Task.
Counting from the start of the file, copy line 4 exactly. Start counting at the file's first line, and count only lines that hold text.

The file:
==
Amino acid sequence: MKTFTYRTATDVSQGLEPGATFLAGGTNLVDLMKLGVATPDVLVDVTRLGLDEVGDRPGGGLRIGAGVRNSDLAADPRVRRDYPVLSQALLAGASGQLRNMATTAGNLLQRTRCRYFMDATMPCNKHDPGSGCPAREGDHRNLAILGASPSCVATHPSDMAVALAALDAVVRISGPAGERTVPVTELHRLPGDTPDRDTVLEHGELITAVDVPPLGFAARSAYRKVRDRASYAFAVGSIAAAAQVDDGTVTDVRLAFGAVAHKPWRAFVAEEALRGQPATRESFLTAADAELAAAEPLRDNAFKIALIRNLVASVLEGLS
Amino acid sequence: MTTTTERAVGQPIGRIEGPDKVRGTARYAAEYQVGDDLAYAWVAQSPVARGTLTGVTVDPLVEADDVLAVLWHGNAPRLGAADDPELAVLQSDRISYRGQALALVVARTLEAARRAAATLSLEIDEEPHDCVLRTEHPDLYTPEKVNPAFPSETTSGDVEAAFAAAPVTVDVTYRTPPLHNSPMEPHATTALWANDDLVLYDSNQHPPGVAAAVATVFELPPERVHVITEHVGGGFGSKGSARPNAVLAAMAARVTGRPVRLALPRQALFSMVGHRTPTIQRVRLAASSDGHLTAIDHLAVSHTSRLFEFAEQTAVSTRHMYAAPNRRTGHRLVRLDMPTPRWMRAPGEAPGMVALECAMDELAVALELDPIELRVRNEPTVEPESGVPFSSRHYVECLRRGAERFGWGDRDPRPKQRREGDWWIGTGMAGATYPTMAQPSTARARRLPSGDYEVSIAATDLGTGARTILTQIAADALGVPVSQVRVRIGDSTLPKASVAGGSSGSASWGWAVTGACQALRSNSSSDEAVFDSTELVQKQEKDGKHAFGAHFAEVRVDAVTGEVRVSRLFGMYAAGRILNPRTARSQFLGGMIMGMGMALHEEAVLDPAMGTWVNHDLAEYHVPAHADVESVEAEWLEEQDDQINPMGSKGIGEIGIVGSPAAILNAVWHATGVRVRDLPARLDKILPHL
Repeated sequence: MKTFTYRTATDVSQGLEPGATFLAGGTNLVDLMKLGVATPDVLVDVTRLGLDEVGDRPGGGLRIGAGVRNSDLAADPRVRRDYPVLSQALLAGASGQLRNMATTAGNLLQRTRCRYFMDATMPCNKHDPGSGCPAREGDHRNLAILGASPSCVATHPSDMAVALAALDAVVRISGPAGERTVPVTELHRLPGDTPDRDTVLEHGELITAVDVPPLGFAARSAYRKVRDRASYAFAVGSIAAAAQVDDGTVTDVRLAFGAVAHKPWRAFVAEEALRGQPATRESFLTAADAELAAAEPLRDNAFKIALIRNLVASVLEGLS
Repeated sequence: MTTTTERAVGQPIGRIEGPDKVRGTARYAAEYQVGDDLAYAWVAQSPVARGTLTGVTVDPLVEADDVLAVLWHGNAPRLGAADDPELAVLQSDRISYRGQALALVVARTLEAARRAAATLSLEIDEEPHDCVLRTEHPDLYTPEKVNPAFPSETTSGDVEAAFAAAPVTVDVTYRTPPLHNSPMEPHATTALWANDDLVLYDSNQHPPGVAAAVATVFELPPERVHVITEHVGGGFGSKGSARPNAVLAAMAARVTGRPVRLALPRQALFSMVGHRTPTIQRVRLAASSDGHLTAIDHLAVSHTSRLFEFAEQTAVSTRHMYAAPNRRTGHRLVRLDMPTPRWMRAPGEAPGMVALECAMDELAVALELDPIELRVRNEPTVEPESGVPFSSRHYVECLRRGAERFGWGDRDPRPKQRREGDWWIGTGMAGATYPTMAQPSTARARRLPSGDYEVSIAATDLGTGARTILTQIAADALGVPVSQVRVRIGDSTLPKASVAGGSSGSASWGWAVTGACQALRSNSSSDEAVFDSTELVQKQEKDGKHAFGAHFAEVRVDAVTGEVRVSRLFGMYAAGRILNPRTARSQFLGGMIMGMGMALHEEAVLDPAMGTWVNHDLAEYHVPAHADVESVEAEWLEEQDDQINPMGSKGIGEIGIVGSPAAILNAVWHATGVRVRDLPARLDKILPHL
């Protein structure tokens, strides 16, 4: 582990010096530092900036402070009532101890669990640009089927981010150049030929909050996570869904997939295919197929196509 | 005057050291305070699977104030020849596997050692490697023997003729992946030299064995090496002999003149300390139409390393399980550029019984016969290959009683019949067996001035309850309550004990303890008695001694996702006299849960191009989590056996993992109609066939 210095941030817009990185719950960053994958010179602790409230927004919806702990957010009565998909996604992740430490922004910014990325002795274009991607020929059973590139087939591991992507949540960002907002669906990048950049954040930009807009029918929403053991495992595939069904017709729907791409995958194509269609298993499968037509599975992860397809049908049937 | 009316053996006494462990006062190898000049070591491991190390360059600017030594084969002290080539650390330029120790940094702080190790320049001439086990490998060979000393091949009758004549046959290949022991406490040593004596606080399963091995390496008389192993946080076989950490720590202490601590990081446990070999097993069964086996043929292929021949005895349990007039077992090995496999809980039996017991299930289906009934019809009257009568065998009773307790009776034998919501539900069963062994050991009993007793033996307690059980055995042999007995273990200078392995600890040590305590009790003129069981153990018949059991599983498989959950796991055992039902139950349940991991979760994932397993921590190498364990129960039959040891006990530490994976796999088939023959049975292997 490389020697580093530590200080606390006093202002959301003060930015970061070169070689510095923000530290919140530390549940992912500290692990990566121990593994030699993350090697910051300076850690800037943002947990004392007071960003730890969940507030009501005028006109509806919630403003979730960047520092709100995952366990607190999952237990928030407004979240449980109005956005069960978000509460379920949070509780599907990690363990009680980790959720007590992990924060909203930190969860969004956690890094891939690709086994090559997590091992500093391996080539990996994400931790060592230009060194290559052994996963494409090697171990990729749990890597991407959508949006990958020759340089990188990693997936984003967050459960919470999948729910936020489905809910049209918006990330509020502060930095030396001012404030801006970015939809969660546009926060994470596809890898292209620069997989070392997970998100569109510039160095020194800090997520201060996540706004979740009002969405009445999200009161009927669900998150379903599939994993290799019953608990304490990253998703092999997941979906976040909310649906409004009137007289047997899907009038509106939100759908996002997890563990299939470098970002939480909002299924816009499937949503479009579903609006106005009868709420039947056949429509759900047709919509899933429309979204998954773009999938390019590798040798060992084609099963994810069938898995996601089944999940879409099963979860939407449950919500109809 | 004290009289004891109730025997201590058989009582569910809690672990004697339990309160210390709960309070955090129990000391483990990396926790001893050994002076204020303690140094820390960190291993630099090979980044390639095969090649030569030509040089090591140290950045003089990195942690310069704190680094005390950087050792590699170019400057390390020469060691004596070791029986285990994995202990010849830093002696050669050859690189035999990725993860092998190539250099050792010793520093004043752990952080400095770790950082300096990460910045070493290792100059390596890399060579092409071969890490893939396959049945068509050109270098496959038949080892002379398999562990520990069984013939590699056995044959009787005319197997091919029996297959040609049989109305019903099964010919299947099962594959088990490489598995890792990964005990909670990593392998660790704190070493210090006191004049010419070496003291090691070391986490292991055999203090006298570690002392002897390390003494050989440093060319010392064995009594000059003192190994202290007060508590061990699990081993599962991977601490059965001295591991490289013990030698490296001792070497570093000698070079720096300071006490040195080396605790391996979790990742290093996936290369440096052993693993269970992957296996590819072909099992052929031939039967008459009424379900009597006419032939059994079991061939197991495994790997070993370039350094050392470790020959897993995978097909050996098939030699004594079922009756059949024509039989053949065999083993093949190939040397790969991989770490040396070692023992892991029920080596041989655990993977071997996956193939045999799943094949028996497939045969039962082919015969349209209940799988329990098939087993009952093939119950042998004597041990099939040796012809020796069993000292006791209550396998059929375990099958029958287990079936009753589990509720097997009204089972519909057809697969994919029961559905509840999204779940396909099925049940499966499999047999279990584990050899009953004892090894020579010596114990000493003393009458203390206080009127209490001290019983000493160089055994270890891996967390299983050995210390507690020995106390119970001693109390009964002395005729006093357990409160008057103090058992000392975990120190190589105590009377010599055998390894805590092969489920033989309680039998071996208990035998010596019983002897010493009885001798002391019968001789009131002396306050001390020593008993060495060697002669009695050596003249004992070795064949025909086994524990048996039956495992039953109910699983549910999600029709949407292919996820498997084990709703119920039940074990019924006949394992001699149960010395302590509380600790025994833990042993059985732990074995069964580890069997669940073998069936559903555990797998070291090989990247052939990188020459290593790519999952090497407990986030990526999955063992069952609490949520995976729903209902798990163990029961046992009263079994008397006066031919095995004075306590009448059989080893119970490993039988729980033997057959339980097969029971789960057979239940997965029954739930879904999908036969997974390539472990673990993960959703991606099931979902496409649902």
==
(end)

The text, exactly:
Repeated sequence: MTTTTERAVGQPIGRIEGPDKVRGTARYAAEYQVGDDLAYAWVAQSPVARGTLTGVTVDPLVEADDVLAVLWHGNAPRLGAADDPELAVLQSDRISYRGQALALVVARTLEAARRAAATLSLEIDEEPHDCVLRTEHPDLYTPEKVNPAFPSETTSGDVEAAFAAAPVTVDVTYRTPPLHNSPMEPHATTALWANDDLVLYDSNQHPPGVAAAVATVFELPPERVHVITEHVGGGFGSKGSARPNAVLAAMAARVTGRPVRLALPRQALFSMVGHRTPTIQRVRLAASSDGHLTAIDHLAVSHTSRLFEFAEQTAVSTRHMYAAPNRRTGHRLVRLDMPTPRWMRAPGEAPGMVALECAMDELAVALELDPIELRVRNEPTVEPESGVPFSSRHYVECLRRGAERFGWGDRDPRPKQRREGDWWIGTGMAGATYPTMAQPSTARARRLPSGDYEVSIAATDLGTGARTILTQIAADALGVPVSQVRVRIGDSTLPKASVAGGSSGSASWGWAVTGACQALRSNSSSDEAVFDSTELVQKQEKDGKHAFGAHFAEVRVDAVTGEVRVSRLFGMYAAGRILNPRTARSQFLGGMIMGMGMALHEEAVLDPAMGTWVNHDLAEYHVPAHADVESVEAEWLEEQDDQINPMGSKGIGEIGIVGSPAAILNAVWHATGVRVRDLPARLDKILPHL